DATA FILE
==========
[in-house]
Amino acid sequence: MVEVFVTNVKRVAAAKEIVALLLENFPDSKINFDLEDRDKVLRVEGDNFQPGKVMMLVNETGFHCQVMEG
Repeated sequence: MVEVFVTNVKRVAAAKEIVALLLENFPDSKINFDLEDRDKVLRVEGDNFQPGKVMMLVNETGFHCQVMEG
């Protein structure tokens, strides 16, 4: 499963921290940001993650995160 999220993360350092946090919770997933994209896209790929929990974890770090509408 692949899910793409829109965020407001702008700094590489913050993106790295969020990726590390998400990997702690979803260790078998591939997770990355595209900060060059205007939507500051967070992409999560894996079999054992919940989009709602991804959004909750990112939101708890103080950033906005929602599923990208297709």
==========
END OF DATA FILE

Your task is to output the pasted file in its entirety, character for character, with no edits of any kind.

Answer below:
[in-house]
Amino acid sequence: MVEVFVTNVKRVAAAKEIVALLLENFPDSKINFDLEDRDKVLRVEGDNFQPGKVMMLVNETGFHCQVMEG
Repeated sequence: MVEVFVTNVKRVAAAKEIVALLLENFPDSKINFDLEDRDKVLRVEGDNFQPGKVMMLVNETGFHCQVMEG
């Protein structure tokens, strides 16, 4: 499963921290940001993650995160 999220993360350092946090919770997933994209896209790929929990974890770090509408 692949899910793409829109965020407001702008700094590489913050993106790295969020990726590390998400990997702690979803260790078998591939997770990355595209900060060059205007939507500051967070992409999560894996079999054992919940989009709602991804959004909750990112939101708890103080950033906005929602599923990208297709």